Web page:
My Short Time in Choir


Everyone likes singing in the shower and, if you don’t, then you’re a pretty bad liar. We all know you do, but it’s okay, since we all do! No shame in that, compadre. What most do take shame in is public embarrassment. Well, maybe all of us take shame in that, because nobody wants to be publicly humiliated. A good, quick, and easy way to embarrass yourself is to sing in front of people and realize that you aren’t the John Lennon or Taylor Swift you thought yourself to be. Most of us would never take our shower ballads beyond the bathroom, and THAT is a real shame. There are so many people out there that will never realize how good they are at singing or how much potential they possess because they never decide to take that first step out of the shower. I don’t blame them either, the world of singing is a staunchly competitive and harshly critical one and can seem very intimidating to anyone without good guidance into it.


Mrs. Dubois, the choir teacher here at Lewis Cass, would not stop bothering me at the beginning of the Fall 2021 semester. After I had sung a single song at that year’s Variety Show, she wanted me in her program. Nearly every day after school I would hear my little sister Olivia, who is in Kings Chorale, tell me another story about how Mrs. Dubois talked about wanting me in her choir. She nearly convinced me, too, saying I would be put into the advanced choir class as soon as I joined. I was worried about having to learn music and music theory on top of all my other classes so I opted out for the first semester. If I have any regrets for my Senior Year, the biggest would be not joining choir sooner.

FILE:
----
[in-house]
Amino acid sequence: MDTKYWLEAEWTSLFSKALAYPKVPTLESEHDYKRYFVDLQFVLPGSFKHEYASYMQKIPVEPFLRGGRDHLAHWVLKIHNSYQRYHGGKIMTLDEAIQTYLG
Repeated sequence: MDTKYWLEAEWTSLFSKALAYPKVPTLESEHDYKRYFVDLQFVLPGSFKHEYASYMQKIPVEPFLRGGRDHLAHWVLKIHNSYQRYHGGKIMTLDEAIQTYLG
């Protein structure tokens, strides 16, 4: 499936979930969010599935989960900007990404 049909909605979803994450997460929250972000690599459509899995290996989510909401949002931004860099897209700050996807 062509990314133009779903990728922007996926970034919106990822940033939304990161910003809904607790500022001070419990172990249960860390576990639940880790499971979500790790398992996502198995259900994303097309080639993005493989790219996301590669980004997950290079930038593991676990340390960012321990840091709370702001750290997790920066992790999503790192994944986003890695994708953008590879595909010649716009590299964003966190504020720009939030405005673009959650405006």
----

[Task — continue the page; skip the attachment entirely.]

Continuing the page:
As the second semester came around, I decided to finally join the choir after I saw that fall’s choir concert. It was incredibly entertaining and, by observing everyone having fun, I remembered how good it felt to be on the stage and thought of how fun it would be to sing alongside them. I told my girlfriend next to me at that concert that I would tell Mrs. Dubois that I’ll join. It was one of the best decisions of my high school career. I joined Advanced Choir Collective second semester and was immediately intimidated. Everyone was throwing around these terms I didn’t understand like measure, tempo, crescendo, falsetto, sharp and flat among others. I was handed sheet music with absolutely no clue what I was looking at and so very not excited to have to learn everything about it. I couldn’t tell a C note apart from a D note (and honestly I still can’t). I was absolutely clueless, but it didn’t matter. Mrs. Dubois sung to me the notes I needed to sing and how fast and loud I had to sing them and I learned from there. Whenever I had questions, she would answer them, but left the rest of the learning to me. The way she taught me to sing and how to read sheet music made me feel like I was genuinely learning every day, even if I wasn’t. I would figure things out on my own just by observing people around me and listening very closely and reading very carefully. I wasn’t sat down and given weeks of lessons over how to differentiate certain notes or how to make my own music, I was just taught how to use my voice confidently. It was amazing


Over time, I learned to sing unashamedly, something a lot of people will never learn how to do. In my time in choir, I’ve learned more about myself than in any other curriculum-based class. I could not be more grateful for the opportunities Mrs. Dubois have given me in such a short period of time. If you are someone who tends to sing in the shower and is afraid to take that first step out of it: don’t hesitate. Join the Lewis Cass Choir, you won’t regret it.